The evil internet: Observing a fraud scheme in progress

1418 scam
An image from the purported website. In case viewers discover this image through image rather than text search, I’ll forward the link from the image to a more appropriate contact point — the Denver Police Service.

I’m afraid my primary email address is being used for an internet fraud.

Each day, for the past three days, I’ve received massive amounts of “undeliverable mail” bounces — all tracing to this message:

We thought you would be interested in this job

POSITION: Logistics Agent.

If you are looking for a good temp-to-perm opportunity, contact us!

We are looking for Logistics Agents to place with a number of our clients.

You must be flexible with your hours depending upon the task to which you are assigned.

This position requires that you have previous FedEx or UPS shipping experience.


– proficiency with computer applications;

– excellent communication rapport;

– basic math skills;

– international shipping knowledge a plus.


– Check received goods to purchase orders, freight bills, delivery tickets, etc., against part number, quantity, description, weights, and sizes.

– Determines how product is shipped.

– Schedule common carriers to pick-up as needed.

Schedule: Part-Time=20


Send your CV (Resume) to

“ traces to what has the aura of a legitimate website for an international package forwarding “company” with offices purportedly in Denver, Colorado.

The purported address, 100 Fillmore St., Denver, CO, 80206, hosts a variety of offices, including a mini-office center and a B-rated (according to the Better Business Bureau) enterprise called “Internet Reputation Repair” that has had seven complaints closed within the last three years. fraud
There are legitimate offices at this addresses, including a mini-office center, but this really is a fraud.

The phone number matches to a number linked to a Colorado address, but look what we find when we search’s ownership:

Registry Domain ID:
Registrar WHOIS Server:
Registrar URL:
Updated Date: 2014-11-14T22:47:54Z
Creation Date: 2014-11-14T22:47:53Z
Registrar Registration Expiration Date: 2015-11-14T22:47:53Z
Registrar: PDR Ltd. d/b/a
Registrar IANA ID: 303
Registrar Abuse Contact Email:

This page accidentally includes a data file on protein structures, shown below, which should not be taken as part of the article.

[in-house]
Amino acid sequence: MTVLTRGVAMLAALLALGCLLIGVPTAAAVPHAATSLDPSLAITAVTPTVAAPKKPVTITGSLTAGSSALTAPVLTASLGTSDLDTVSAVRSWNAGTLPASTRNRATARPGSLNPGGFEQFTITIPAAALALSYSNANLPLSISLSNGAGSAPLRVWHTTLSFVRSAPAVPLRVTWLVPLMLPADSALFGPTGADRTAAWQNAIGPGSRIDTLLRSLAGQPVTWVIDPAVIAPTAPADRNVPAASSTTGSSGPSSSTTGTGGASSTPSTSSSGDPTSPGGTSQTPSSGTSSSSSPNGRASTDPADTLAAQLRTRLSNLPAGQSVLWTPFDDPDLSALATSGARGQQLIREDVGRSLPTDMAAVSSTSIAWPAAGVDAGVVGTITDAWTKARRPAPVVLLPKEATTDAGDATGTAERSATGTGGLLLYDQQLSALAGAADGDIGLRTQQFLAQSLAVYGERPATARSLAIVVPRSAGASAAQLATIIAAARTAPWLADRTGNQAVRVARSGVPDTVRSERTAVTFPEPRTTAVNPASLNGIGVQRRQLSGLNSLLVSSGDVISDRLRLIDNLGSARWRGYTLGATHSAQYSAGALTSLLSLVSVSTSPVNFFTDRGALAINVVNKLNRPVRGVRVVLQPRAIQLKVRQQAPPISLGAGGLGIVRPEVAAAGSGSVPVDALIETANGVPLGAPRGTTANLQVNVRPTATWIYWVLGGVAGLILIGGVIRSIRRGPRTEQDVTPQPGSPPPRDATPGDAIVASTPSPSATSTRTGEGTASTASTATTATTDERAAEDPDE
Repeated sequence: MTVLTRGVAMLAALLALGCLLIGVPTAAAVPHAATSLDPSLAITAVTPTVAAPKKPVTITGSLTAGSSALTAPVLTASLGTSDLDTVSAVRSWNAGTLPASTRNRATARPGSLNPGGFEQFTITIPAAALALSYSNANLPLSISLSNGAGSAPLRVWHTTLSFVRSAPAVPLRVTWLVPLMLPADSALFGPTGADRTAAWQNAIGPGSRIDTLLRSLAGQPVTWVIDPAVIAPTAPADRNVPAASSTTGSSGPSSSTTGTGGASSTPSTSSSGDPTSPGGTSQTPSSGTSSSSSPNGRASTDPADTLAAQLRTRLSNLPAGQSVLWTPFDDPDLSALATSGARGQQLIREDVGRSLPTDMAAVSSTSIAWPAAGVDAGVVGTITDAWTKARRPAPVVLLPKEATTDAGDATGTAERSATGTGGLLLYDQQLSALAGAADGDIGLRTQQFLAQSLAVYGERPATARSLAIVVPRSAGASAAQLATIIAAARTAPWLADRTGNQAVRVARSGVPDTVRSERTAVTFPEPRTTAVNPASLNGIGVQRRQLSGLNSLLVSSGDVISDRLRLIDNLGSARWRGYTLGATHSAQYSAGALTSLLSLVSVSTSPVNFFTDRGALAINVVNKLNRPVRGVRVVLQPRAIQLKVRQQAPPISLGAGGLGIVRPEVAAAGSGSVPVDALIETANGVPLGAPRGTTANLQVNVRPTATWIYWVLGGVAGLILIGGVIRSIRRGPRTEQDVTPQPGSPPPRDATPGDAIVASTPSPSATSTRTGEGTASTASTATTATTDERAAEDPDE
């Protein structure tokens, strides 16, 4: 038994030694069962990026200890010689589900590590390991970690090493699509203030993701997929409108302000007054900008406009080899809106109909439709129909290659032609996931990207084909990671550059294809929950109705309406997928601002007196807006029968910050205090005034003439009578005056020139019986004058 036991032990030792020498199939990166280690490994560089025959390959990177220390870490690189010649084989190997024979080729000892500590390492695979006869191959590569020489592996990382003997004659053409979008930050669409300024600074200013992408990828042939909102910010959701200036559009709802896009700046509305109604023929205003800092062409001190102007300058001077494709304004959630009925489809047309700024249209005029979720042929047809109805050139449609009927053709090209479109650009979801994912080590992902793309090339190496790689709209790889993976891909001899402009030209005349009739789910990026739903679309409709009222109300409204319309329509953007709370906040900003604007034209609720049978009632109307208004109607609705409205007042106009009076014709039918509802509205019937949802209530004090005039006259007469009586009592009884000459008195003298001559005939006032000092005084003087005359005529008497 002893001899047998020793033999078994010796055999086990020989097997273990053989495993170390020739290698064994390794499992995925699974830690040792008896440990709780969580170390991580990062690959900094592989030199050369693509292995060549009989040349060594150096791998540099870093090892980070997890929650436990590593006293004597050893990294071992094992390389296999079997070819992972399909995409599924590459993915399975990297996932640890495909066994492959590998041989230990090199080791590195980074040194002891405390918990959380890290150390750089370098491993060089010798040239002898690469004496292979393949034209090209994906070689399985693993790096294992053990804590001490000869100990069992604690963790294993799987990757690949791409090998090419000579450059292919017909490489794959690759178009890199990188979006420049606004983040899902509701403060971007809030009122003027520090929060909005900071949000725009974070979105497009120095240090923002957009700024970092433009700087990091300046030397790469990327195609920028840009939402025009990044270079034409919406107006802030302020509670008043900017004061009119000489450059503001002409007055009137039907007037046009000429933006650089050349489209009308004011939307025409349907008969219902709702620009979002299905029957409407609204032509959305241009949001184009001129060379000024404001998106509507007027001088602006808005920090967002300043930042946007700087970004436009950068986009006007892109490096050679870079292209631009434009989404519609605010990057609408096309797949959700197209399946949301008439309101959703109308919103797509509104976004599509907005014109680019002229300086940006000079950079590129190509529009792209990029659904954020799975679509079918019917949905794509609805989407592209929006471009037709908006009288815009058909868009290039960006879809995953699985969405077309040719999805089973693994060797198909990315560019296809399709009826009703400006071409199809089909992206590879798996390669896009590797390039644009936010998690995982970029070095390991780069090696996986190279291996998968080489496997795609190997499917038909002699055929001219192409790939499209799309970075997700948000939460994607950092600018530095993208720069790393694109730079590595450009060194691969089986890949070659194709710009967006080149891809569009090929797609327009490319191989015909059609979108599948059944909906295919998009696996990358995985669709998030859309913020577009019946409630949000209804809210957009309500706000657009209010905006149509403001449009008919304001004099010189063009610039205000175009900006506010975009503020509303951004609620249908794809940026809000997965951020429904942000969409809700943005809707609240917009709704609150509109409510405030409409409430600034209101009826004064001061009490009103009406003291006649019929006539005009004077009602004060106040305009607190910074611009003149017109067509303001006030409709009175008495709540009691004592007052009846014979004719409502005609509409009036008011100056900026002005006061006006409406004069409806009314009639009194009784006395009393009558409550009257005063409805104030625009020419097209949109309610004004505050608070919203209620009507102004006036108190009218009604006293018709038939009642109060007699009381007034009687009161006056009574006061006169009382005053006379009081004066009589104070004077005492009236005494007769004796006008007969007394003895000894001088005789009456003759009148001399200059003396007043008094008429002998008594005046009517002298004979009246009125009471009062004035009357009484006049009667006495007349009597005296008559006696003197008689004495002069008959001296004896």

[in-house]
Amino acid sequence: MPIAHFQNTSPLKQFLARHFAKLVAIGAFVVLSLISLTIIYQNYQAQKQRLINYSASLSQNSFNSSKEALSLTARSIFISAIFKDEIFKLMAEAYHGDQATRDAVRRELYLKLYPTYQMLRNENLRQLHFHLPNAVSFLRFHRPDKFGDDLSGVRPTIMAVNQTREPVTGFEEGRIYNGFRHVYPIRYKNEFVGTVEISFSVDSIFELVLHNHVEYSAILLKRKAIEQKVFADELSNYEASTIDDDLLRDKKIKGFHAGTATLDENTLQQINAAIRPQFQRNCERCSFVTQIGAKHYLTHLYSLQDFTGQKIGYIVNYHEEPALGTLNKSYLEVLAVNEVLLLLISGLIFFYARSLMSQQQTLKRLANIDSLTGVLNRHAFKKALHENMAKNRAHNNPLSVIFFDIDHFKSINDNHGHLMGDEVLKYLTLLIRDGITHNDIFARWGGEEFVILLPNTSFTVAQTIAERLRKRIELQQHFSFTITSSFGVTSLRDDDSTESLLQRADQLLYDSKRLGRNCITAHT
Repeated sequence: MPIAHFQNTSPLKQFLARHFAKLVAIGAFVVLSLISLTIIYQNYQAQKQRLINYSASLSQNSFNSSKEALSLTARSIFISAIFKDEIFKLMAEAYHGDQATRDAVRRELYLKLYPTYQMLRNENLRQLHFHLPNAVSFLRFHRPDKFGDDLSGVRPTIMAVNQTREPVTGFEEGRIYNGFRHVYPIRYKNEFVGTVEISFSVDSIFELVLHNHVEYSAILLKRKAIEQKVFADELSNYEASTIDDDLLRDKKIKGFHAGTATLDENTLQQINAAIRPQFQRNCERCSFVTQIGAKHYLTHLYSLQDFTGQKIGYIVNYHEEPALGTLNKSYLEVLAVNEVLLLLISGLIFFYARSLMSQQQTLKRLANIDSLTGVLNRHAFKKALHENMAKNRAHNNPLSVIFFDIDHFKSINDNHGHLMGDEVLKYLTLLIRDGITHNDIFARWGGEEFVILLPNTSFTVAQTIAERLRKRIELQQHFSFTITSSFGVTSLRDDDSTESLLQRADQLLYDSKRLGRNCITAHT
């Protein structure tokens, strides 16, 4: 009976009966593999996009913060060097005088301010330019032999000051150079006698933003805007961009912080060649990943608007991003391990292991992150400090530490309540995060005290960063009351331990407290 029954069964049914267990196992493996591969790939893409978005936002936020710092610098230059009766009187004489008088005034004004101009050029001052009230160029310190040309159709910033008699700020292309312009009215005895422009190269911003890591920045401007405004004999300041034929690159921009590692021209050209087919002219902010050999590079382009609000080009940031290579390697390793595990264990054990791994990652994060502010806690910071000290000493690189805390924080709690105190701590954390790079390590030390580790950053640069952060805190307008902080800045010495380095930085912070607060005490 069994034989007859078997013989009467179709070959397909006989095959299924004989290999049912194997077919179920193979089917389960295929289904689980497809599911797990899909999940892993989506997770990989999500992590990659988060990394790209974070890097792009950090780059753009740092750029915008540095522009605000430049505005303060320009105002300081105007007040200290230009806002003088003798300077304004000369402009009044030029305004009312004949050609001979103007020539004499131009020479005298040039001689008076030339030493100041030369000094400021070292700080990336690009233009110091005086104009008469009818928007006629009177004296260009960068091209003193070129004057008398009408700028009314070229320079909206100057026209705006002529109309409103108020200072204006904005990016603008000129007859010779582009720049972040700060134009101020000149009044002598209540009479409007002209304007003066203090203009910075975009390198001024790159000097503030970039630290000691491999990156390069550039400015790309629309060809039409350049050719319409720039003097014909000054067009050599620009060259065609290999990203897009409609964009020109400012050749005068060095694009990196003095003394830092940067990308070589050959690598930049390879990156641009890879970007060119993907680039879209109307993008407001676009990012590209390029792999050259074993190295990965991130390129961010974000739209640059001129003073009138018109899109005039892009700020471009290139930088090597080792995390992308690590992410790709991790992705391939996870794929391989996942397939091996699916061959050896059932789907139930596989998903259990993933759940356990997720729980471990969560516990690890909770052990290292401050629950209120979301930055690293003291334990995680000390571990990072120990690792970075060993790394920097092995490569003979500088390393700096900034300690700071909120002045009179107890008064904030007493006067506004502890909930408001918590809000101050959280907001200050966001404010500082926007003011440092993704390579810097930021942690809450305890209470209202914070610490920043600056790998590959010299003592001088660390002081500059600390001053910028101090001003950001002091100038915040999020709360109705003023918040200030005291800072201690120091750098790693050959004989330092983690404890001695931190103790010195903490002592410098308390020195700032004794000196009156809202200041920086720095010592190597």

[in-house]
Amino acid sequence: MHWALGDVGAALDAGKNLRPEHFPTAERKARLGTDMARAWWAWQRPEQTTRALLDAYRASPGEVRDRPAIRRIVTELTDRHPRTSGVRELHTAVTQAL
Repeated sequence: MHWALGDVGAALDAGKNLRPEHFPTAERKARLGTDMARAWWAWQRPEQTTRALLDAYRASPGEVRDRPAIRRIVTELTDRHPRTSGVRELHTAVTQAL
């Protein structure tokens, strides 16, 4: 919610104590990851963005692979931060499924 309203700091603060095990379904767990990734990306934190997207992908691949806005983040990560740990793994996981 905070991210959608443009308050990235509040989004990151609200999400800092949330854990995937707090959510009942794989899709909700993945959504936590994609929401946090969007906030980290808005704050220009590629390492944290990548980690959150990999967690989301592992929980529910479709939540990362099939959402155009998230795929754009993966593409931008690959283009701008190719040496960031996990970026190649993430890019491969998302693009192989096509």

Registrar Abuse Contact Phone: +1-2013775952
Domain Status: clientTransferProhibited
Registry Registrant ID:
Registrant Name: Eduard S Mihailov
Registrant Organization: Eduard S Mihailov
Registrant Street: Frunze 187-72
Registrant City: Moscow
Registrant State/Province: Moskovskaya oblast
Registrant Postal Code: 245100
Registrant Country: RU
Registrant Phone: +7.9197854166
Registrant Phone Ext:
Registrant Fax: +7.9197854166
Registrant Fax Ext:
Registrant Email: 
Registry Admin ID:
Admin Name: Eduard S Mihailov
Admin Organization: Eduard S Mihailov
Admin Street: Frunze 187-72
Admin City: Moscow
Admin State/Province: Moskovskaya oblast
Admin Postal Code: 245100
Admin Country: RU
Admin Phone: +7.9197854166
Admin Phone Ext:
Admin Fax: +7.9197854166
Admin Fax Ext:
Admin Email: 
Registry Tech ID:
Tech Name: Eduard S Mihailov
Tech Organization: Eduard S Mihailov
Tech Street: Frunze 187-72
Tech City: Moscow
Tech State/Province: Moskovskaya oblast
Tech Postal Code: 245100
Tech Country: RU
Tech Phone: +7.9197854166
Tech Phone Ext:
Tech Fax: +7.9197854166
Tech Fax Ext:
Tech Email: 
Name Server:
Name Server:
URL of the ICANN WHOIS Data Problem Reporting System:

Registration Service Provided By: BINAR

Of course, this is the classic reshipping fraud scam. Individuals who fall for this scheme are invited to collect and pay for various items delivered to their address, purportedly recieving payment, and then forward them onwards.  The payment bounces — but the paypal or credit card obligation remains in the hands of the victim “reshipper.”

My email address is quite visible, so has been easy to harvest by the spammers/scammers.

I thought of reporting the matter to police, but where?  Presumably the Denver address is fake and the operation has no real “business” there and I doubt Russian authorities care. However, I can still use this blog’s rather healthy search engine ranking to post the details here, in case anyone tries a bit of internet research when they receive the seemingly legitimate email. If you’ve received the spam email, beware. This is a scam.

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